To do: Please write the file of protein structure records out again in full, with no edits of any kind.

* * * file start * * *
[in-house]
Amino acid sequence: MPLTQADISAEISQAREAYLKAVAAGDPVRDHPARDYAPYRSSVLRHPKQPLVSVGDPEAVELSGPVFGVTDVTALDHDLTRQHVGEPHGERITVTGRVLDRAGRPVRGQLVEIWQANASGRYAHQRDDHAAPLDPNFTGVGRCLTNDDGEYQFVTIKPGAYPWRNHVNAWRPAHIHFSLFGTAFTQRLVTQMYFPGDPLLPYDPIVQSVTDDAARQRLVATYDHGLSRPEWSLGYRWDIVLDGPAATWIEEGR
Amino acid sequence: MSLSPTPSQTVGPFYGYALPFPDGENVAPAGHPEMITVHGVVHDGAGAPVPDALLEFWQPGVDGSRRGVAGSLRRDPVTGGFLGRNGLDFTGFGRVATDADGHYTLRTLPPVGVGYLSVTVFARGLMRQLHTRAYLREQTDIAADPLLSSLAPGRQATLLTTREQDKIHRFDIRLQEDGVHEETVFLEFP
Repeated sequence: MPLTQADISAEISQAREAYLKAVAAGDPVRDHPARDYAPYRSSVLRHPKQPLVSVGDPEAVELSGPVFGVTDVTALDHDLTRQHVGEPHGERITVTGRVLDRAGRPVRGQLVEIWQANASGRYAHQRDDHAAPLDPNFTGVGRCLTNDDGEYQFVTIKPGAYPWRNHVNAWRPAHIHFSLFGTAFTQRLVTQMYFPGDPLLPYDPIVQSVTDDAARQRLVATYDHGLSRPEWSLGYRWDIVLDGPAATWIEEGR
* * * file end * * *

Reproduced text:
[in-house]
Amino acid sequence: MPLTQADISAEISQAREAYLKAVAAGDPVRDHPARDYAPYRSSVLRHPKQPLVSVGDPEAVELSGPVFGVTDVTALDHDLTRQHVGEPHGERITVTGRVLDRAGRPVRGQLVEIWQANASGRYAHQRDDHAAPLDPNFTGVGRCLTNDDGEYQFVTIKPGAYPWRNHVNAWRPAHIHFSLFGTAFTQRLVTQMYFPGDPLLPYDPIVQSVTDDAARQRLVATYDHGLSRPEWSLGYRWDIVLDGPAATWIEEGR
Amino acid sequence: MSLSPTPSQTVGPFYGYALPFPDGENVAPAGHPEMITVHGVVHDGAGAPVPDALLEFWQPGVDGSRRGVAGSLRRDPVTGGFLGRNGLDFTGFGRVATDADGHYTLRTLPPVGVGYLSVTVFARGLMRQLHTRAYLREQTDIAADPLLSSLAPGRQATLLTTREQDKIHRFDIRLQEDGVHEETVFLEFP
Repeated sequence: MPLTQADISAEISQAREAYLKAVAAGDPVRDHPARDYAPYRSSVLRHPKQPLVSVGDPEAVELSGPVFGVTDVTALDHDLTRQHVGEPHGERITVTGRVLDRAGRPVRGQLVEIWQANASGRYAHQRDDHAAPLDPNFTGVGRCLTNDDGEYQFVTIKPGAYPWRNHVNAWRPAHIHFSLFGTAFTQRLVTQMYFPGDPLLPYDPIVQSVTDDAARQRLVATYDHGLSRPEWSLGYRWDIVLDGPAATWIEEGR